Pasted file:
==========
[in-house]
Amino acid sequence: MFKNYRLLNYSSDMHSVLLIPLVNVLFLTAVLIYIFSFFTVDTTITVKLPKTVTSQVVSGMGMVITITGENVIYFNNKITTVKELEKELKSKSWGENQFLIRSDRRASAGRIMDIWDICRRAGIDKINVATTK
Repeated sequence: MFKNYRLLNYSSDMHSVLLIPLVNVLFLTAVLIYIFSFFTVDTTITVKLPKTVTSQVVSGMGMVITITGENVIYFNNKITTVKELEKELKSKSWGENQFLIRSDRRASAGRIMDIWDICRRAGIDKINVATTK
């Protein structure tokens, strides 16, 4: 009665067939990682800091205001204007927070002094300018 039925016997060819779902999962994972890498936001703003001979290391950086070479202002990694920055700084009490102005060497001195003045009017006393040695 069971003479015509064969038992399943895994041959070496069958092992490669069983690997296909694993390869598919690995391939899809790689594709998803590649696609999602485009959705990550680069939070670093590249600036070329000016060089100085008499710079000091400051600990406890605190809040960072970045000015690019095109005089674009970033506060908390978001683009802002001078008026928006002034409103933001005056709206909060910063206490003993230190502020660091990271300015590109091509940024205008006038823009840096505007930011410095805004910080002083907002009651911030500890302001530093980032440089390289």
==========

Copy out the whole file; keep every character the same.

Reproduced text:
[in-house]
Amino acid sequence: MFKNYRLLNYSSDMHSVLLIPLVNVLFLTAVLIYIFSFFTVDTTITVKLPKTVTSQVVSGMGMVITITGENVIYFNNKITTVKELEKELKSKSWGENQFLIRSDRRASAGRIMDIWDICRRAGIDKINVATTK
Repeated sequence: MFKNYRLLNYSSDMHSVLLIPLVNVLFLTAVLIYIFSFFTVDTTITVKLPKTVTSQVVSGMGMVITITGENVIYFNNKITTVKELEKELKSKSWGENQFLIRSDRRASAGRIMDIWDICRRAGIDKINVATTK
């Protein structure tokens, strides 16, 4: 009665067939990682800091205001204007927070002094300018 039925016997060819779902999962994972890498936001703003001979290391950086070479202002990694920055700084009490102005060497001195003045009017006393040695 069971003479015509064969038992399943895994041959070496069958092992490669069983690997296909694993390869598919690995391939899809790689594709998803590649696609999602485009959705990550680069939070670093590249600036070329000016060089100085008499710079000091400051600990406890605190809040960072970045000015690019095109005089674009970033506060908390978001683009802002001078008026928006002034409103933001005056709206909060910063206490003993230190502020660091990271300015590109091509940024205008006038823009840096505007930011410095805004910080002083907002009651911030500890302001530093980032440089390289």